Joe Biden isn't a fan of Facebook, and likely not a fan of fake campaign sites that troll and garner more attention than his actual campaign.
The Democratic front-runner told the New York Times during an 80-minute interview that to him, the Facebook CEO is "a real problem. [...] He knows better."
Biden alluded to the fact that Facebook, like other social giants and owners of big digital platforms don't want to take full editorial responsibilities and enforce a strict filter on what can be posted on them. In the case of Facebook, Zuckerberg says he wants it to be a tool that gives the little guys a powerful voice, and as such he will prioritize free speech over policing content.
This means that Facebook can find excuses that all stem from Section 230 of the Communications Decency Act, which offers special protections for internet companies. However, Biden thinks Facebook is not just an internet company and that Section 230 should be revoked to make it easy to hold such companies responsible for "propagating falsehoods they know to be false."
Biden also advocates for setting similar privacy standards to those imposed by the EU. But his eyes are set on the 20-year-old Communications Decency Act, and Republicans have expressed similar criticisms and proposed several changes to the law.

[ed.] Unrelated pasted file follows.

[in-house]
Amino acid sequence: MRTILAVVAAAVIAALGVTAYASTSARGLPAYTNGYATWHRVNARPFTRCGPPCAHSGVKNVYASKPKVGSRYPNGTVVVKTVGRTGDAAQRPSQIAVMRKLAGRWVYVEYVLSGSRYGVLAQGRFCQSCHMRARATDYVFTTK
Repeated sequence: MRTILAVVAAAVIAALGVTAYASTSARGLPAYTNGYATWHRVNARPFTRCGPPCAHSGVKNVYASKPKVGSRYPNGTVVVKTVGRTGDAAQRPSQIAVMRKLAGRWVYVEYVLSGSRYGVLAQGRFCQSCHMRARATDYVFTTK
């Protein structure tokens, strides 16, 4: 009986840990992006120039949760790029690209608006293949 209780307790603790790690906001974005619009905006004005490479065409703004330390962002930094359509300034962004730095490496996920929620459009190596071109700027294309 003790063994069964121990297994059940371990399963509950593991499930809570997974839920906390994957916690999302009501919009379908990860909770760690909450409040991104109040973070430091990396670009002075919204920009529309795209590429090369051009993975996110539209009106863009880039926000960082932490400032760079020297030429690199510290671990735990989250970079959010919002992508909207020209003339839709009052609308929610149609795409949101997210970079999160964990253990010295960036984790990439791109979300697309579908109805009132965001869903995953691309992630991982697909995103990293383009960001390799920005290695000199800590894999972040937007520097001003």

Meanwhile, other political figures are proposing even more extreme measures against executives of companies that currently pay a relatively small price for their privacy violations and their inaction on misinformation campaigns. One notable example is the "Mind Your Own Business" act proposed by Senator Ron Wyden, which could punish those like Facebook CEO Mark Zuckerberg directly.
In any case, Biden is the only presidential candidate that has asked for Section 230 to be repealed. Last year, President Donald Trump said he had a "constructive meeting" with Mark Zuckerberg about internet regulation and preventing the dissemination of harmful content, but only discussed those issues in more general lines.